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  1. #1
    Ron Bishop's Avatar
    Ron Bishop Guest

    Default Overheatd AC disconnect

    Attached is a pic of an overheated AC disconnect. What would cause that? Should a breaker have tripped before this overheating occured? Can an AC unit be run if the air handler is off at the breaker?

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  2. #2
    Join Date
    Feb 2009
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    Southern Vancouver Island
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    Default Re: Overheatd AC disconnect

    My guess as to the cause would be a short circuit, which allowed a lot of current to flow through the switch. Perhaps the disconnect switch itself developed a partial short, where the contacts were just barely touching.

    Assuming there is a breaker correctly installed in a panel ahead of this disconnect, the breaker would not trip until the current exceeded its rating of say 30 - 40 amps. It doesn't take much heat to melt plastic.
    Just a guess, given the one pic and no other info.

    John Kogel, RHI, BC HI Lic #47455
    www.allsafehome.ca

  3. #3
    Join Date
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    Default Re: Overheated AC disconnect

    A bad connection at either a terminal or the the pull-out could cause overheating like that.

    Jerry Peck, Construction / Litigation Consultant
    Construction Litigation Consultants, LLC ( www.ConstructionLitigationConsultants.com )
    www.AskCodeMan.com

  4. #4
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    Default Re: Overheatd AC disconnect

    240 volts x 50 amps = 12,000 watts with a properly operating 50 fuse or breaker. Imagine 10 space heaters or blow dryers worth of heat concentrated on that plastic. One loose wire inside that disconnect on a properly operating a/c could easily account for that destroyed disconnect.

    Jim Luttrall
    www.MrInspector.net
    Plano, Texas

  5. #5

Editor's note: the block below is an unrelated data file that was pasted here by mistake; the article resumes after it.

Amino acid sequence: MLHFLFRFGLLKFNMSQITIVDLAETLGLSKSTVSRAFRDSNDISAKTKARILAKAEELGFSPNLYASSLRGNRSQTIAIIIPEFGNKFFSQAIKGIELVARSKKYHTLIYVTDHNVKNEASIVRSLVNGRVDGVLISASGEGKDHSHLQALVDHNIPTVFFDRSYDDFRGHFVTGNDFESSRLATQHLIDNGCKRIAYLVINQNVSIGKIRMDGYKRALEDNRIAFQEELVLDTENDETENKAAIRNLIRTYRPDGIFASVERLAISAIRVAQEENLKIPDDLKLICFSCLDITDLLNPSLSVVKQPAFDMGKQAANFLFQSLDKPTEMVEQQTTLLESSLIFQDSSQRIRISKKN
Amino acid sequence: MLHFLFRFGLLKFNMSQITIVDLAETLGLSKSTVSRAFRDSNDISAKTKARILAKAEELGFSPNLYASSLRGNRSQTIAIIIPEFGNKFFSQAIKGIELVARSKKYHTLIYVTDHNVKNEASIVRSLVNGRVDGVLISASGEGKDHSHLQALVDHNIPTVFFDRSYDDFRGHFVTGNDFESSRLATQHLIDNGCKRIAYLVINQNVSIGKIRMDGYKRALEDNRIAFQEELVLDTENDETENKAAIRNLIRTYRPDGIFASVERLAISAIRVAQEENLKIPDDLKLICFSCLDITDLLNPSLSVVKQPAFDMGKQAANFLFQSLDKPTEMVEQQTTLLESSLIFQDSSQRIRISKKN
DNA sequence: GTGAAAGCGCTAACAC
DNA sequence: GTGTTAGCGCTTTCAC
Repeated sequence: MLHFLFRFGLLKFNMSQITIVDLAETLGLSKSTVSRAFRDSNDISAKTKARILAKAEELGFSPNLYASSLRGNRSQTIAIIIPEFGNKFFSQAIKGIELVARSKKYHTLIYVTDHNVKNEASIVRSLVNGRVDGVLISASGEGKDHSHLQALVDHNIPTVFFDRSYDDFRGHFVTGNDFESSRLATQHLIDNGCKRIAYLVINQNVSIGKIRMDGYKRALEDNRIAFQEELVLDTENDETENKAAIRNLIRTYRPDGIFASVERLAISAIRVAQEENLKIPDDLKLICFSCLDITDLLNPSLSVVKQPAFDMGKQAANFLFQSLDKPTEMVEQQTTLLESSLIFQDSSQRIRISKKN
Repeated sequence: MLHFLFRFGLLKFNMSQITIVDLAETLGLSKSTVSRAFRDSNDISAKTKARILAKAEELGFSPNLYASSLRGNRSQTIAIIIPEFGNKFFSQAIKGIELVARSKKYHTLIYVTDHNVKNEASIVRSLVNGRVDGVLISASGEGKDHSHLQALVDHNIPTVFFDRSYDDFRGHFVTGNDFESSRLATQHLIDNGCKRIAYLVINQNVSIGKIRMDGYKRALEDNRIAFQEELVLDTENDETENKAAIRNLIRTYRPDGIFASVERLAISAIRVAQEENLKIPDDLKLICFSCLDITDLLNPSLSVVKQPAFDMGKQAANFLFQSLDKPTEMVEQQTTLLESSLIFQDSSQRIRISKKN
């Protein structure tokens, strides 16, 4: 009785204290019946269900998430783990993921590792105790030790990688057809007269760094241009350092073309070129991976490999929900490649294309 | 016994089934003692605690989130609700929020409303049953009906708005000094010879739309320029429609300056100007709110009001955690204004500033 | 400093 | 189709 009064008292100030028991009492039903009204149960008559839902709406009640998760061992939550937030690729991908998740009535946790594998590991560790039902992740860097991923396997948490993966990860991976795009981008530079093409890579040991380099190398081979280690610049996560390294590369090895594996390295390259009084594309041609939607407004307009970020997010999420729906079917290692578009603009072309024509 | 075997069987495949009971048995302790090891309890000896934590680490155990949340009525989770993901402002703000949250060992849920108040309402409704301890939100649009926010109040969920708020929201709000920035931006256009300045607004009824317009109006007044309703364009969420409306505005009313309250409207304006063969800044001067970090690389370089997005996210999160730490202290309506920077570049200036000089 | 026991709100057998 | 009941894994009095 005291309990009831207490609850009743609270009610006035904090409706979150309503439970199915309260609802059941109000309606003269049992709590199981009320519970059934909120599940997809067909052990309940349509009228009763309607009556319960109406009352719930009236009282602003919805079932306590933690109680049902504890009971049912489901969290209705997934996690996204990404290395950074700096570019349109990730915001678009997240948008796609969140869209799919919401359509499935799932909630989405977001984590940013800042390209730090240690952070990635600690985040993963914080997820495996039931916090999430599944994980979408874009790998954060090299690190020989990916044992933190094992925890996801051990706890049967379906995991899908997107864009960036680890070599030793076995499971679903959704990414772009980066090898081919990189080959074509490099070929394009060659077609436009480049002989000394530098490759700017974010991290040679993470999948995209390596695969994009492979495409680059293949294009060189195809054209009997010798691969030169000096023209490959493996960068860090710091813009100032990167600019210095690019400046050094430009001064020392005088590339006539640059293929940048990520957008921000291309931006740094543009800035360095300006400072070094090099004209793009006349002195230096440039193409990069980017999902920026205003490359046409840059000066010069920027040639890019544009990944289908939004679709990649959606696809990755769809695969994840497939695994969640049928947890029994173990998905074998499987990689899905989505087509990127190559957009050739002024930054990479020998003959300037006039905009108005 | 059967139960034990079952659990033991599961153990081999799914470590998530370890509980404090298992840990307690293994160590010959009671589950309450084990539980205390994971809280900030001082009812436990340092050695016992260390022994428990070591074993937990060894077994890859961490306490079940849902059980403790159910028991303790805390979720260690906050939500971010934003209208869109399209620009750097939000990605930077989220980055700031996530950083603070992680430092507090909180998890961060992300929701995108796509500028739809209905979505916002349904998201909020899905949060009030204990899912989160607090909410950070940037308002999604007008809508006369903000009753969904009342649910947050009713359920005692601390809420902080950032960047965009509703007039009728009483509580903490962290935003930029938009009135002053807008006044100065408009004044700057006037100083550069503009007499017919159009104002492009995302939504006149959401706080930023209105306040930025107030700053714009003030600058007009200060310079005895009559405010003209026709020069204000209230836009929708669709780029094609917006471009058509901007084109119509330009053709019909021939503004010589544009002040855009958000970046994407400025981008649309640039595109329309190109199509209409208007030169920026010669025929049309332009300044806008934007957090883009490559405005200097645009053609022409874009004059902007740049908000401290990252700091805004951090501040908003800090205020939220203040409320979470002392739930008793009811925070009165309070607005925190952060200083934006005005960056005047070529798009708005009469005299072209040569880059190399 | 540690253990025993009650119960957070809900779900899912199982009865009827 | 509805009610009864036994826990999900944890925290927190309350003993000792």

Bob Winchester's Avatar
    Bob Winchester Guest

    Default Re: Overheatd AC disconnect

    This is caused by a loose connection, the terminals not tightened on the wires that are installed. I use a disconnect like that all the time. It is non fused and a simple pull out. There is a solid copper connection between the line and load terminals on each line of the 240 volts. This is rated at 60 amps and it is probably a 30 amp or less condenser unit. Loose wires get very very hot. I've seen them do worse damage than this. This disconnect must now be replaced. Properly connected wires will let a disconnect such as this operate for many years.


  6. #6
    Join Date
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    Orlando, FL
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    Default Re: Overheatd AC disconnect

    Quote Originally Posted by Bob Winchester View Post
    This is caused by a loose connection, the terminals not tightened on the wires that are installed. I use a disconnect like that all the time. It is non fused and a simple pull out. There is a solid copper connection between the line and load terminals on each line of the 240 volts. This is rated at 60 amps and it is probably a 30 amp or less condenser unit. Loose wires get very very hot. I've seen them do worse damage than this. This disconnect must now be replaced. Properly connected wires will let a disconnect such as this operate for many years.